Xbox users around the world are soon able to watch more TV with their game consoles: Microsoft (s MSFT) announced Tuesday morning that it is bringing a total of 40 new entertainment apps to the Xbox Live platform. Available right away are a Karaoke app, a Maxim app and an app to access media stored on Microsoft’s SkyDrive service, launches in the coming months include an app from the CW network, a Vimeo (s IAC) app and a Crunchyroll app.
Some of these apps will be authenticated or subscription-based, while others will be free to use. Notably, the CW’s app won’t require users to have a pay TV subscription.
It’s also worth noting that not all 40 apps are going to be available in the United States. The Napster streaming music app for example will be exclusive to the U.K. and Germany; HBO Nordics will be available to users in Denmark, Finland, Norway and Sweden and Livesport.tv is launching in a dozen European markets as well as New Zealand.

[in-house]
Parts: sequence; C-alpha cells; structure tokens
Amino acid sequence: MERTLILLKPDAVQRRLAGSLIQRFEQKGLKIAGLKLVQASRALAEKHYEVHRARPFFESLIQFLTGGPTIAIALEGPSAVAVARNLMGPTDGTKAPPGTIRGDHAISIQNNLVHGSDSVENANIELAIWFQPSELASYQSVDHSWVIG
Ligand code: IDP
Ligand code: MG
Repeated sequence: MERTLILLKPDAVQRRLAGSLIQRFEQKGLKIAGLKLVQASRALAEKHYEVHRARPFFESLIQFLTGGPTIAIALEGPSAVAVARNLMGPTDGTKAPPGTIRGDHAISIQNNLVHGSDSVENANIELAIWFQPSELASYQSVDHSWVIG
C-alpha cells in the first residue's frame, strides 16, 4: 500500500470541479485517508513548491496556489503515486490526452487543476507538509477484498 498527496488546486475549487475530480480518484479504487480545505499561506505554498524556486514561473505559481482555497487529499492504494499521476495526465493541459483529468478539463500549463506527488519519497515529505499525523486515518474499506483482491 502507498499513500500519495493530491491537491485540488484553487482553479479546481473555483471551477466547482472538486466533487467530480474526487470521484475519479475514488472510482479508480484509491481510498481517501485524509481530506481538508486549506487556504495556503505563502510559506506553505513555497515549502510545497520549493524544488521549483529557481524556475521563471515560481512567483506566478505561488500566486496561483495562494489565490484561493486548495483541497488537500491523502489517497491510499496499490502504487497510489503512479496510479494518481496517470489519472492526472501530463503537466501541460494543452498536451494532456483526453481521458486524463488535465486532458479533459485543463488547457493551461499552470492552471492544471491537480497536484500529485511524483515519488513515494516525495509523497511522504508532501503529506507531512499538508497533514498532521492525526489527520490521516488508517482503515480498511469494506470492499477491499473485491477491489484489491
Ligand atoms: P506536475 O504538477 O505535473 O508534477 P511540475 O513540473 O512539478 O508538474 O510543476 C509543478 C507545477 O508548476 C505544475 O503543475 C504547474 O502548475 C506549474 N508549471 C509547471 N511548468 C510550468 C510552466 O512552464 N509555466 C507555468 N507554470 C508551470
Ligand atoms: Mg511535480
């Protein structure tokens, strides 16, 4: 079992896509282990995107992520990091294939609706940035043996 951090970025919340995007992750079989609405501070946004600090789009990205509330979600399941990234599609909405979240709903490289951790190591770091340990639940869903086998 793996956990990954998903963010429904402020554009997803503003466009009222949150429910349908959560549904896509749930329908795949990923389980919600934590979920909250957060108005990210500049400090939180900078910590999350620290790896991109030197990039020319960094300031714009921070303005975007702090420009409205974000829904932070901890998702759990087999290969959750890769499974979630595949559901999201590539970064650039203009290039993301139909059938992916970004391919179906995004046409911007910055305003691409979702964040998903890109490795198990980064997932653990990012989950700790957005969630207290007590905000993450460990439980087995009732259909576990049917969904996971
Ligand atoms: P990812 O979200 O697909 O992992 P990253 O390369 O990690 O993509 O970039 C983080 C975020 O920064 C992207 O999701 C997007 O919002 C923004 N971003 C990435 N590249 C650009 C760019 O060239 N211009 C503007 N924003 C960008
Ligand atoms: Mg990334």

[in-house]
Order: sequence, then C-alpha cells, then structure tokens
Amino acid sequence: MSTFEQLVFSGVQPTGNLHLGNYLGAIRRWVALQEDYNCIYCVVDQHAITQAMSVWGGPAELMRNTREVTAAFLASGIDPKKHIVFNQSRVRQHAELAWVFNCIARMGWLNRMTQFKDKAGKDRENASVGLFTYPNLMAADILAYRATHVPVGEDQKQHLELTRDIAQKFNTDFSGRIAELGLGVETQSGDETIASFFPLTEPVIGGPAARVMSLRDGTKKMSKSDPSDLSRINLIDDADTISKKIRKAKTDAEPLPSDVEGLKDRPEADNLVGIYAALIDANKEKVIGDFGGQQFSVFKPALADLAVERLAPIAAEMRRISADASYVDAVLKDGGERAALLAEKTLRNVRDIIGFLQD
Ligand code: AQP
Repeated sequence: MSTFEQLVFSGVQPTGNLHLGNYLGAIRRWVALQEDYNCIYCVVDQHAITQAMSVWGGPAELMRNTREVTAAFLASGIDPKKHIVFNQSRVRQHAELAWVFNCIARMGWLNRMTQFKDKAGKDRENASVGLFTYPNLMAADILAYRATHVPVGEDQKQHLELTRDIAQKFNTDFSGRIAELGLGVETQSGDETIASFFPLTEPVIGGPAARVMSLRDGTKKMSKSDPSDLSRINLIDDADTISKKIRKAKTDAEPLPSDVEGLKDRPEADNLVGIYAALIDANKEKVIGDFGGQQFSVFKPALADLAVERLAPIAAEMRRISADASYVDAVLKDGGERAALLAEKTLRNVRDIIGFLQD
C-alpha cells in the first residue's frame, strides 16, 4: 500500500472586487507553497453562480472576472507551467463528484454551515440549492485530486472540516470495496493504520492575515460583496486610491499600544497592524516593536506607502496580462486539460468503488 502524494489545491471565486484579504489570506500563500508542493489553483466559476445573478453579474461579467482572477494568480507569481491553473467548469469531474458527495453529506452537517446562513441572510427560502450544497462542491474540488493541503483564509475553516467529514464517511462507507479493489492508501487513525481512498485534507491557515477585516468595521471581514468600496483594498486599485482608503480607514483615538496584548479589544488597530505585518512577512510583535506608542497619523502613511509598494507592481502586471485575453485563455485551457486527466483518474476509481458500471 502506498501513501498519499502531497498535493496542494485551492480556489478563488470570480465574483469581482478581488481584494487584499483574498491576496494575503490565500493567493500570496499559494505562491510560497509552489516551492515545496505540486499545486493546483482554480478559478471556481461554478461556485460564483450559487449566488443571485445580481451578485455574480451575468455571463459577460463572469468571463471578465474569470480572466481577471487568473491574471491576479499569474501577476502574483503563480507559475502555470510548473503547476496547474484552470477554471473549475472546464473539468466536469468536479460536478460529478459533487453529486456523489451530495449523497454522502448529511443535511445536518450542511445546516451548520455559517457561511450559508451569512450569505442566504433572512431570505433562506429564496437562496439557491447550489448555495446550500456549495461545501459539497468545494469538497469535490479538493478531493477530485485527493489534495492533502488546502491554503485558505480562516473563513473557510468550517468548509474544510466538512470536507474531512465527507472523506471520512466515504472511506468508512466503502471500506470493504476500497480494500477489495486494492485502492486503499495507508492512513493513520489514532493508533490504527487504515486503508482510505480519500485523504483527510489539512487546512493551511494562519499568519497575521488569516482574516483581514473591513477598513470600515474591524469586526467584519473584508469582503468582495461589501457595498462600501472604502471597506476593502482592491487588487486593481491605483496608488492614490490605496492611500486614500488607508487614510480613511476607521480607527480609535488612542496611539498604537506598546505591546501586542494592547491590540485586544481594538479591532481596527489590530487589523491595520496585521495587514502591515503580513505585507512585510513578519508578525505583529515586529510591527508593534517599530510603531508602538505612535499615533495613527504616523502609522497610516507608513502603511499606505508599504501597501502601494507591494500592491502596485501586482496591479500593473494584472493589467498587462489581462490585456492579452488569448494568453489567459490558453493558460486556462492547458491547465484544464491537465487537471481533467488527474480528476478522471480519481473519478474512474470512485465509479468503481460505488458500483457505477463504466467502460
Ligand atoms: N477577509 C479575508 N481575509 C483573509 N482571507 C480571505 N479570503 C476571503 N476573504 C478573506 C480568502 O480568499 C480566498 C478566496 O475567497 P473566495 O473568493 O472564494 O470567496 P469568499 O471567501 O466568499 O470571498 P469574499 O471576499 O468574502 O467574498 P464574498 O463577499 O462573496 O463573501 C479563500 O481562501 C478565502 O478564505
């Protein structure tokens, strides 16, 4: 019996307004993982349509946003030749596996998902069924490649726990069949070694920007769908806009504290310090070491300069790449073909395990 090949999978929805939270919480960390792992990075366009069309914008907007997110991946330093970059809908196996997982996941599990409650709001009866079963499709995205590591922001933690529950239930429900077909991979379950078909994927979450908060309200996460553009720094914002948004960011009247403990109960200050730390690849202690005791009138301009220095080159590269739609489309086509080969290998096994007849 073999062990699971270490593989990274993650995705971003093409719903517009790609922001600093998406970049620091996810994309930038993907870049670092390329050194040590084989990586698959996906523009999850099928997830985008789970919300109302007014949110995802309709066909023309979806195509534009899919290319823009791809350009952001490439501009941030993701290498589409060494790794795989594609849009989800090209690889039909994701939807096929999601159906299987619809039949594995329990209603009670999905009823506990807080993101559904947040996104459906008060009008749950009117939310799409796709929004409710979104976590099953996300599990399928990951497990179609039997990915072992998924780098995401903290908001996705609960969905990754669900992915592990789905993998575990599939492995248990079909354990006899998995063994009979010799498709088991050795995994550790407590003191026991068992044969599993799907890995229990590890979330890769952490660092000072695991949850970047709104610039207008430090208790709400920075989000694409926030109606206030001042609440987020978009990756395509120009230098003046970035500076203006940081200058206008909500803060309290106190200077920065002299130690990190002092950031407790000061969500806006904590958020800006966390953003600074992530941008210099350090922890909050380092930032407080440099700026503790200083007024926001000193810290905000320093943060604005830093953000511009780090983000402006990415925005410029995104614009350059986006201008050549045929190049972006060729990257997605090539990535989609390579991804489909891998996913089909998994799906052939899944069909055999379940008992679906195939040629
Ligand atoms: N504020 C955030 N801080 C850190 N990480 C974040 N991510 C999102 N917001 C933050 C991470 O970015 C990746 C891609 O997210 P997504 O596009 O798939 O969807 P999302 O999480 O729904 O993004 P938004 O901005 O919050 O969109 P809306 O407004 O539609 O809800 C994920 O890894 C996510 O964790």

Still, the roll-out is impressive, and shows that Microsoft is committed to turning its Xbox Live platform into a full-fledged entertainment service around the world. The company now has a total of 40 entertainment apps available to U.S. users, and Xbox LIVE Entertainment and Advertising General Manager Ross Honey told me Monday that the time users spend on Xbox Live entertainment apps grew 63 percent in November 2012, compared to November 2011.
Of course, Microsoft isn’t the only one seeing massive opportunity in the entertainment space for game consoles. Nintendo’s (S NTDOY) Wii U just launched with second-screen apps for Netflix and Hulu Plus, and Sony (s SNE) recently reminded us that its PS3 still is the game console that causes the most traffic for Netflix.
Asked about that particular data point, Honey had this to say: “We offer users a much broader set of apps.” That would lead to consumers splitting their time more broadly, as opposed to just watching Netflix.
Sony, the ball is in your court.